The actor

Chiwetel Ejiofor

An anonymous, award-nominated actor* on the reality of attending award ceremonies:

“I don’t think I’ve ever been to any of those things wearing my actual clothes. You don’t really get a choice. It’s just as much for these fashion companies as it is for anything else. Sometimes you think it would be quite nice to wear something of your own.”

“I just wanna laugh at these things; you think, ‘This is so stupid, I just wanna laugh.’ In a situation that is totally fake and for show, there is no way of being yourself; there is only what they want.”

“In every single situation in life, there is a hierarchy. You have to wait in a queue, basically. At the Evening Standard Awards, Prince William was coming through so we were pushed to the back. It’s quite a military operation.”

“You’ve got flashing bulbs and you’re trying to smile and look natural at the same time as being shouted at. You feel very much like a slab of meat and almost victimised because all you have is a wall of people shouting at you.”

*Not Chiwetel Ejiofor

The video-game tester

The fundamental mistake I made was in my assumption that the tester’s role was to ‘test’ how fun a game was – to ensure that the consumers would be getting bang for their buck by delivering my expert recommendation on whether or not I was having a whale of a time on their dollar.

Instead, my job was to try to ‘break’ the game, by doing all the most inexplicable things nobody would ever do.

Things like pausing and un-pausing for an hour straight, or repeatedly driving a car into the background trees of the most boring level to see if they fell over in the correct way each time. Game testing disproves the maxim ‘madness is doing the same thing over and over again and expecting different results’, because sometimes games do actually do this in the beta stage.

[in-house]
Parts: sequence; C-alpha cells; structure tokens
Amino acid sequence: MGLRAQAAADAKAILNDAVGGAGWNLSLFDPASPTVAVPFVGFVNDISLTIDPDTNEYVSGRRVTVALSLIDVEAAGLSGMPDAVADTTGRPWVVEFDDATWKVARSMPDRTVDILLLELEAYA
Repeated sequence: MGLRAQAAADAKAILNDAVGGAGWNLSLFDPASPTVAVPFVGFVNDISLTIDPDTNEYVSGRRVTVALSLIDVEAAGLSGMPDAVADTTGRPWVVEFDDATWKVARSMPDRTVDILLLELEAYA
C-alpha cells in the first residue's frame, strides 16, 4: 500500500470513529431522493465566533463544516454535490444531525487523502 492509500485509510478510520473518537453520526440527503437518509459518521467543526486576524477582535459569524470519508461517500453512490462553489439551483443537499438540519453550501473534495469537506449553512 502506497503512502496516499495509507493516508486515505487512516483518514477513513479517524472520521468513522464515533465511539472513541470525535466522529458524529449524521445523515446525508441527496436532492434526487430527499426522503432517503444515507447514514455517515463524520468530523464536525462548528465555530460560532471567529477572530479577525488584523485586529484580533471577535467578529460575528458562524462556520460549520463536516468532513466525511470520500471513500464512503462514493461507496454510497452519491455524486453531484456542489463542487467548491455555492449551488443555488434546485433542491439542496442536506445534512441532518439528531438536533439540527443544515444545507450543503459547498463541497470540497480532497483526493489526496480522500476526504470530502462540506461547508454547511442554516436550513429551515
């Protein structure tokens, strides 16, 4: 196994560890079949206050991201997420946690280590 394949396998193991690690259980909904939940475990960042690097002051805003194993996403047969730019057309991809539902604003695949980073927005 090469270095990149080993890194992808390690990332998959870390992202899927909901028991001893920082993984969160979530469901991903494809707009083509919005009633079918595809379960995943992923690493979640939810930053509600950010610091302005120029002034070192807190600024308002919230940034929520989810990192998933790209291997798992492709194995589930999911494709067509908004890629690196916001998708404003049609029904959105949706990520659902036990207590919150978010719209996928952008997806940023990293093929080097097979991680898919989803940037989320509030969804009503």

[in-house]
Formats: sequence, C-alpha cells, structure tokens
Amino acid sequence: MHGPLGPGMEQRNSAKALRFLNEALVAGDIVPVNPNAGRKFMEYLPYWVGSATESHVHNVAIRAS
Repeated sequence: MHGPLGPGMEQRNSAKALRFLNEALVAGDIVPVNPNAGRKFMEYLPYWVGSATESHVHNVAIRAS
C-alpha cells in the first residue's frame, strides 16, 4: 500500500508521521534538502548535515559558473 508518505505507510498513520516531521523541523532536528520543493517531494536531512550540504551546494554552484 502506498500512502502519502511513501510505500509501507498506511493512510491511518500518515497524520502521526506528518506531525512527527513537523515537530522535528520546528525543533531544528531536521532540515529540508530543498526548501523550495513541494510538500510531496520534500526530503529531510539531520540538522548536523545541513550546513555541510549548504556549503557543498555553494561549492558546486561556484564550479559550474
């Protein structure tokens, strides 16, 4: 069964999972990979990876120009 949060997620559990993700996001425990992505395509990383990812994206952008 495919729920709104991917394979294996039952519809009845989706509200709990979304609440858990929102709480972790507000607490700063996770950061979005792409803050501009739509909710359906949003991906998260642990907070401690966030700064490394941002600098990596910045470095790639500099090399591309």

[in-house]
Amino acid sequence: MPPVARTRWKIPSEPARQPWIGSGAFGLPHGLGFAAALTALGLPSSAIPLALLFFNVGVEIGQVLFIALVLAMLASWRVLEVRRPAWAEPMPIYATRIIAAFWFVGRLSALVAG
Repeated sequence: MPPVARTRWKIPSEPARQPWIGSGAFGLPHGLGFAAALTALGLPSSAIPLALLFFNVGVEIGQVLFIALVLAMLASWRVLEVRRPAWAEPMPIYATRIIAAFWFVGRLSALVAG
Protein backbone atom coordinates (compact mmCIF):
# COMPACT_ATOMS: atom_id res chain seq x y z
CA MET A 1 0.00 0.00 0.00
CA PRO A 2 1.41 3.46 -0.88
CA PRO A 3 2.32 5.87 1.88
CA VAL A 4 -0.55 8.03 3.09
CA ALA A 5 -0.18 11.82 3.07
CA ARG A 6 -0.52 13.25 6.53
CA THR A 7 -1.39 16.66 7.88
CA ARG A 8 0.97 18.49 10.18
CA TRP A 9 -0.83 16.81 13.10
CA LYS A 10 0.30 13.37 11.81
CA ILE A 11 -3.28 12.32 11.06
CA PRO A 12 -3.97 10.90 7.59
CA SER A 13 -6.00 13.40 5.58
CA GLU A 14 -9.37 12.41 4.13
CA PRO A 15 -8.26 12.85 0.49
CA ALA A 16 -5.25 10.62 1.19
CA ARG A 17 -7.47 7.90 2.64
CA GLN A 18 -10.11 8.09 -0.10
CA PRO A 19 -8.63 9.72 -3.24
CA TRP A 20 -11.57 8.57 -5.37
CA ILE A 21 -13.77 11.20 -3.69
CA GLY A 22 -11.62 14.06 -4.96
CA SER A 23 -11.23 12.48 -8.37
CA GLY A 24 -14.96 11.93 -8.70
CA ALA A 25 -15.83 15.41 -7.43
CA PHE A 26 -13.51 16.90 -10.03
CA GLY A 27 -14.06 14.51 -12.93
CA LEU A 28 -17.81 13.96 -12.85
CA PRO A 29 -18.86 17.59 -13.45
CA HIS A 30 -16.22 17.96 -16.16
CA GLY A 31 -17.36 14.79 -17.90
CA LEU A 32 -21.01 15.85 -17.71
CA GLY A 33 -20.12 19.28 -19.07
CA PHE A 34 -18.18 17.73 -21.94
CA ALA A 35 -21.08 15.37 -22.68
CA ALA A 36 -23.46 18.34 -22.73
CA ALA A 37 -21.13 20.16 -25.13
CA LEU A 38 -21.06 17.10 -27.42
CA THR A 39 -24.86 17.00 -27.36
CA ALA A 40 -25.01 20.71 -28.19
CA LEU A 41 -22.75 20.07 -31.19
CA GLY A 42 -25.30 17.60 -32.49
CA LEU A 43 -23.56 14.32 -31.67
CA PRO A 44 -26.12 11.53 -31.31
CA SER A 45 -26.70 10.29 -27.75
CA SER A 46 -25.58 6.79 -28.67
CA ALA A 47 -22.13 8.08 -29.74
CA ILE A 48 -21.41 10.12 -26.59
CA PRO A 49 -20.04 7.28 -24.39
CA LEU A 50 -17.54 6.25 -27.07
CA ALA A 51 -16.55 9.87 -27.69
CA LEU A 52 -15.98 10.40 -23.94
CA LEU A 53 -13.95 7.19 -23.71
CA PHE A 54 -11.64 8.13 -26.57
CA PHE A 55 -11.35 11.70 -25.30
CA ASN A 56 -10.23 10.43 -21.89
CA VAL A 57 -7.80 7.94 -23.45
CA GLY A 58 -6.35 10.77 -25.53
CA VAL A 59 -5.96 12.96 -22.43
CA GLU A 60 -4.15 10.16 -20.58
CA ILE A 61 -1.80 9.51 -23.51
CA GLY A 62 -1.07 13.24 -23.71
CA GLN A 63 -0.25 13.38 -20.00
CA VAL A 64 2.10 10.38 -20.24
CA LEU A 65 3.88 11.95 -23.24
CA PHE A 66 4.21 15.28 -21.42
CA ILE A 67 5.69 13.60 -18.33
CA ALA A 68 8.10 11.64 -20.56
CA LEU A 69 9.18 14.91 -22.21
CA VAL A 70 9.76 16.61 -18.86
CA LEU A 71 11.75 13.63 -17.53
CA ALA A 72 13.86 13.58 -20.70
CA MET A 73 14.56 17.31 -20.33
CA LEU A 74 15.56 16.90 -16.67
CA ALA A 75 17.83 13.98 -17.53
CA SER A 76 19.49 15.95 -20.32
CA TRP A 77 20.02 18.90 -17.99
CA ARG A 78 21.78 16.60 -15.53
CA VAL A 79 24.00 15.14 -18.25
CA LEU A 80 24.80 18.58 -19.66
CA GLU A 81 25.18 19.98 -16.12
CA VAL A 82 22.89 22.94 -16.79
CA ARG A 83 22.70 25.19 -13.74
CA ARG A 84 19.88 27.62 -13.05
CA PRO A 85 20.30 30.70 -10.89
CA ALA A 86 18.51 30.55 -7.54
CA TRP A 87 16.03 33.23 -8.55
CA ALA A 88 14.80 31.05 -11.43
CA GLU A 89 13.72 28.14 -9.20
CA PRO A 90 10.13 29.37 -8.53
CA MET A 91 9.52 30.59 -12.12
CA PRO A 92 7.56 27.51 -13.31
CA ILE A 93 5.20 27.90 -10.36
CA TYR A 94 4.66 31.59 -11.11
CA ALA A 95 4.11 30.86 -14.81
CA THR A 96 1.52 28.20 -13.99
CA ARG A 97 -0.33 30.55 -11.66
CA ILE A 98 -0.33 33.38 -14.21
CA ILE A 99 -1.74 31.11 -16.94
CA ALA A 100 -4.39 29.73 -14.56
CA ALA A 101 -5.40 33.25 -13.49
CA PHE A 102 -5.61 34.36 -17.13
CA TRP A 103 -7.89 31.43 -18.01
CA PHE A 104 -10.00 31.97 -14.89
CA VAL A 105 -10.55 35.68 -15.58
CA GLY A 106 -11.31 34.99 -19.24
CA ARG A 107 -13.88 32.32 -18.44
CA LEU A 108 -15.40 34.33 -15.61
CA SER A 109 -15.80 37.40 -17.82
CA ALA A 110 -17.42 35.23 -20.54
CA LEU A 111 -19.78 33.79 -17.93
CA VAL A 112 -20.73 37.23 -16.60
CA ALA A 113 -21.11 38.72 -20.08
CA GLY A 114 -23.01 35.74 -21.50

And when they do this, you have to file a comprehensive bug report detailing how a character’s eyes explode out of their frame if you look at the Tunic of Aldersad 40 times in a row, then spin exactly 135 degrees anti-clockwise and then adjust the brightness to minus five.

Tristan Cross is online writer on ShortList.com

The reality TV star

James Tindale on 'Geordie Shore'

James Tindale, 26, was in the original Geordie Shore cast until he left the show after 10 series in 2015. He’s Now a qualified personal trainer and radio presenter, But he’ll never forget his time on the MTV show

People always ask me, “Why did you leave Geordie Shore? It’s the best job in the world. I’d do anything to do that.” I always say, “You'd be lucky if you could do one series.”

Making a series over six weeks is relentless. They took our phones and didn’t let us speak to the outside world. Then we’d go out and get drunk every single night. We did it because it was new and exciting at first. But once that wore off it became more a case of, “Oh, here we go again. More filming, more drinking.”

You’ve always got to be on it. Loving life, Mr Reality TV Star. You can’t have an off-day. You can't say, “Oh I can’t be bothered tonight, I’m going to stay in.” You almost have to play a character.